Greystones Community College

Calls for building works amid school places crisis

Greystones Community College has only been in a position to offer 96 places to next year's first years, with over 180 applications having been made.
29-November-20

Greystones Community College has only been in a position to offer 96 places to next year's first years, with over 180 applications having been made.

The school sent out letters to parents this week, detailing whether their children will have a place in the school year starting in September 2021.

Greystones Community College is the new post primary school for Greystones under the patronage of Kildare and Wicklow Education and Training Board which opened its doors in 2020 to 67 first year students in temporary accommodation.

'Despite the many challenges in the run up to the opening of the school, Greystones Community College has gained the confidence of the community as a school committed to excellence in education while also providing comprehensive support and care for students,' said principal Ruairí Farrell.

'The admissions process for those students starting secondary school in September 2021 has been completed in line with the school's admission policy. All applicants have now been informed of the outcome of this process. As there has been no clarity regarding the future accommodation plans for the school, it was deemed necessary to limit enrolment to 96 students at this time. Greystones Community College was very heavily oversubscribed with applications, thus resulting in many disappointed families.'

He said that the management of the school is collaborating with KWETB, the Department of Education and other schools in the area to do everything possible to ensure that all children can access school places in the locality.

'We will endeavour to keep communication channels open with all parents as we work through the admissions process for 2021,' said Mr Farrell.

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Deputy Jennifer Whitmore and Cllr Jodie Neary of Social Democrats said that a crisis of secondary school places is looming for the district.

'Yet again, students in Greystones will have the stress and worry of not having a school place readily available to them,' said Deputy Whitmore.

'This is symptomatic of a Department that has not addressed the current capacity of secondary schools in order to meet the demand for places in the area.'

She said that a move to their new school in Charlesland will cater to more than is currently on offer, with that land still in the ownership of the developer.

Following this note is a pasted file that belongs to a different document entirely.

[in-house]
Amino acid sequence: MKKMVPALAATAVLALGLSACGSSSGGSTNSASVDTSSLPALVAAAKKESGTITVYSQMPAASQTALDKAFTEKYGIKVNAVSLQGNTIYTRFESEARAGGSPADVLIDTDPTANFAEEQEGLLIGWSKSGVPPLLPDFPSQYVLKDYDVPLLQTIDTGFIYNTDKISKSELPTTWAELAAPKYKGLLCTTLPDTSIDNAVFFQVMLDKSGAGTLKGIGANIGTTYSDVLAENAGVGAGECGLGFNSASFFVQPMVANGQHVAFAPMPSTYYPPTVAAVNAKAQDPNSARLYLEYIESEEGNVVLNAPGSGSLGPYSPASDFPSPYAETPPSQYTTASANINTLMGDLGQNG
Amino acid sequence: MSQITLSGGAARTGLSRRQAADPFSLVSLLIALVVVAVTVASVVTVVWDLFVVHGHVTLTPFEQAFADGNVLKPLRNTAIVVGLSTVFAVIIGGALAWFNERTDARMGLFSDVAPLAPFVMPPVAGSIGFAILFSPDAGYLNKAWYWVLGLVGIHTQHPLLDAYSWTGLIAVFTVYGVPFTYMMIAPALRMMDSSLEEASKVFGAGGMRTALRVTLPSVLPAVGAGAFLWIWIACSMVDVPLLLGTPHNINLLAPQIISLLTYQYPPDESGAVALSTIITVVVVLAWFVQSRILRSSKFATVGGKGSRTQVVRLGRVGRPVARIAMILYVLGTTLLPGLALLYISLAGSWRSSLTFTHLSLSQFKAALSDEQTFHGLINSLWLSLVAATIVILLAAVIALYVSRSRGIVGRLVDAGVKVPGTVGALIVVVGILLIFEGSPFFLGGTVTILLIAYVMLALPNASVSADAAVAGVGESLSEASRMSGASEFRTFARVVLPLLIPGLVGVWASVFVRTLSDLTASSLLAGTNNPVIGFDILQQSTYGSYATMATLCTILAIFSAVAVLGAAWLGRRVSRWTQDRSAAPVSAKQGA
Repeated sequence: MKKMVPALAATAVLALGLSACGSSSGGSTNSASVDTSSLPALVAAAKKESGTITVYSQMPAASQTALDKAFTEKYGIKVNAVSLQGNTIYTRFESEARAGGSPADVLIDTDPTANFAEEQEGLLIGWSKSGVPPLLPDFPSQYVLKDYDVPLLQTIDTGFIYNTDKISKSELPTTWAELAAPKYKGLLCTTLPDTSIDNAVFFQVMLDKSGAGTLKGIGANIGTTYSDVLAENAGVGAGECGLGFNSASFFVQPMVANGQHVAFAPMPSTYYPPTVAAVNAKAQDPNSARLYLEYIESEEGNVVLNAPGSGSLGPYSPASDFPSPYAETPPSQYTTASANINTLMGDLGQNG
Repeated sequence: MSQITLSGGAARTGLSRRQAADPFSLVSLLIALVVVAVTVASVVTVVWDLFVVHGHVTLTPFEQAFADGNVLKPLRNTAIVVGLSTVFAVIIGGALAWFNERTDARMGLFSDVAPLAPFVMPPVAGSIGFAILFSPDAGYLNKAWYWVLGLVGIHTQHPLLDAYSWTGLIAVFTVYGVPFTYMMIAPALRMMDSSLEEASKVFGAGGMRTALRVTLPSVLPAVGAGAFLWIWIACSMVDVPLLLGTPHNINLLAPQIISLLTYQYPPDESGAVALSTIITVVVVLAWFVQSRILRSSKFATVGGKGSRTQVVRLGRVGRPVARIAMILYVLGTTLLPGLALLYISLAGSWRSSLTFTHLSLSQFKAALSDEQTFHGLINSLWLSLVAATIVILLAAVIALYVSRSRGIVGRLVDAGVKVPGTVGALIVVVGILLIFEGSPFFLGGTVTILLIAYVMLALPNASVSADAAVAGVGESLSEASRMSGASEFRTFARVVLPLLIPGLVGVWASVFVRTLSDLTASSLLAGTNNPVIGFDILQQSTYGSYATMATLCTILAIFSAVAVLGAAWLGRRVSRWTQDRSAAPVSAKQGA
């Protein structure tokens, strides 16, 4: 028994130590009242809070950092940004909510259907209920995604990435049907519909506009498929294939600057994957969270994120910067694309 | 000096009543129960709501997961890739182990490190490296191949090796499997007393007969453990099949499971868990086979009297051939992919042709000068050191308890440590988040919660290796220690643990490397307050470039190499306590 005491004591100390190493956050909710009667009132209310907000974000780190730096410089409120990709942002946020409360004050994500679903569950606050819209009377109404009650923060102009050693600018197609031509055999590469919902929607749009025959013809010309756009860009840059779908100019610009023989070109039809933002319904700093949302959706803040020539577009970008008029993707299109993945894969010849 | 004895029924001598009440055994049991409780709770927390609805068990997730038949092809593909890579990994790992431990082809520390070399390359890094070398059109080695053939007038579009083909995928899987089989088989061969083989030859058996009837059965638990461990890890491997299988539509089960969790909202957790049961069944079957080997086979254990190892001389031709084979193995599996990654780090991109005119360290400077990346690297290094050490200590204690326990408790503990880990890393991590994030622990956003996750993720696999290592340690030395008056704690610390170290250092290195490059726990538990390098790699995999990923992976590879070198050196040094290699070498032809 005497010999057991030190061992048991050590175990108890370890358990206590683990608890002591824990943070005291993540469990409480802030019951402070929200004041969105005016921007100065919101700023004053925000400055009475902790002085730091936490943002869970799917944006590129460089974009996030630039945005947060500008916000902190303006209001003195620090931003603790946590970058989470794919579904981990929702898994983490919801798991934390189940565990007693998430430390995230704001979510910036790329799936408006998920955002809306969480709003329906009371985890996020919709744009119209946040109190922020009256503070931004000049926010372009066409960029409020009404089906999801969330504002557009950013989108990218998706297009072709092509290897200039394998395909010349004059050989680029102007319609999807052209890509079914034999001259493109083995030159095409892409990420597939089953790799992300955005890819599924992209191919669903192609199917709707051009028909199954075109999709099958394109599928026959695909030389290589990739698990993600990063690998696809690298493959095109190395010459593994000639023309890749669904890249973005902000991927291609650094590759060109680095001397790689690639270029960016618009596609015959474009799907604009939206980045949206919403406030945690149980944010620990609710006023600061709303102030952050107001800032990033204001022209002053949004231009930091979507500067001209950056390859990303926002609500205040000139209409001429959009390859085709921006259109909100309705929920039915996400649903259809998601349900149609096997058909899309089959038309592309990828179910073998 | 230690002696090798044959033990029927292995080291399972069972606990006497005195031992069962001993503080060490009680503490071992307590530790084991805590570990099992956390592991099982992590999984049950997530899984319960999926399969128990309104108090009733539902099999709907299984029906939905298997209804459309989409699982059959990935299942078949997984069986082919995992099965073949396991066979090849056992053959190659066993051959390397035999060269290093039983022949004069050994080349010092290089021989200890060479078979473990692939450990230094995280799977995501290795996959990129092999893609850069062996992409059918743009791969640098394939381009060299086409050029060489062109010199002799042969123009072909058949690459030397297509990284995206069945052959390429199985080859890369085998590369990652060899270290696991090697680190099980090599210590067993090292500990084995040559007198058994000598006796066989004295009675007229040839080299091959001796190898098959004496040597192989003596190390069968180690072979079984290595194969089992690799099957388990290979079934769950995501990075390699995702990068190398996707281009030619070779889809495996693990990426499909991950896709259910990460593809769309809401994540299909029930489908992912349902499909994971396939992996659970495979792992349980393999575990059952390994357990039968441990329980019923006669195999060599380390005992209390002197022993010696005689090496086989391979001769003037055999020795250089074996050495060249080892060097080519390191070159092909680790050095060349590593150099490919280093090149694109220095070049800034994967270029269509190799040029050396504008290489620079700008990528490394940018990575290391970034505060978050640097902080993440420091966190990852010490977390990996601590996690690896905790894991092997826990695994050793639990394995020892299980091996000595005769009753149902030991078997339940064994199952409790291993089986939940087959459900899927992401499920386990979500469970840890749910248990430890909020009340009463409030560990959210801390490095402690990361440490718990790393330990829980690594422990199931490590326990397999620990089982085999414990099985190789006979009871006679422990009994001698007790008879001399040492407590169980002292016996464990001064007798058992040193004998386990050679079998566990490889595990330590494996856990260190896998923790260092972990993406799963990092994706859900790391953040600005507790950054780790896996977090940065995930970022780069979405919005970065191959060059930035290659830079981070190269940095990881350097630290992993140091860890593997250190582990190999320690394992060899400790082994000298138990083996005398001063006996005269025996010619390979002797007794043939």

'While these figures may change over the course of the next few months, the question remains where those school children who were not offered a place, going to go?'

She called on Minister for Education Norma Foley to act now.

'The Department must proceed with the purchase of the land on the new site in Charlelsand earmarked for the new secondary school building,' said Deputy Whitmore.

'Failing that, the Department must CPO the land if they cannot come to an agreement with the developer. Discussions have been ongoing with regard to the purchase of this land for a considerable period - it is now time for the Department to finalise those discussions one way or another.

'Then, once the land is secured by the Department, portacabins can be put in place on a temporary basis, which would resolve the issue in the short term. And this would enable the Department to quickly move to a design and build stage for the new building. Until the land is secured, the school will be in a limbo situation.'

Cllr Neary said that parents and children will need certainty if they were not successful in getting a secondary school place.

'It's important that the Minister for Education and the Department act now to provide certainty for families who want their children to learn near where they live,' she said.

'But it's also important that the Department acts now so that Greystones Community College School can plan ahead and build up capacity to meet local demand for secondary school places.'

Minister for Health Stephen Donnelly said that last week he met Greystones Community College principal Ruairí Farrell to discuss the future of the school.

'Mr Farrell made it clear they were going to have to reduce their admission numbers for next year as they still had no clarity about their future,' he said. 'The issue of a shortage of school places in the Greystones area is something I've been focused on for some time which is why I've been a strong supporter of the school.

'I know the Department is looking at seeking planning permission for additional class rooms on the grounds of the rugby club.

'The issue of there being a lack of school places for next year is something I will definitely be raising with the Department as a matter of urgency. We need to see progress being made on the purchase of a site for the school as soon as possible. Unless that happens we are unfortunately facing a situation where there simply won't be enough school places which no one wants to see happen.'

Link: Calls for building works amid school places crisis

Wicklow & Bray People, November 14th 2020

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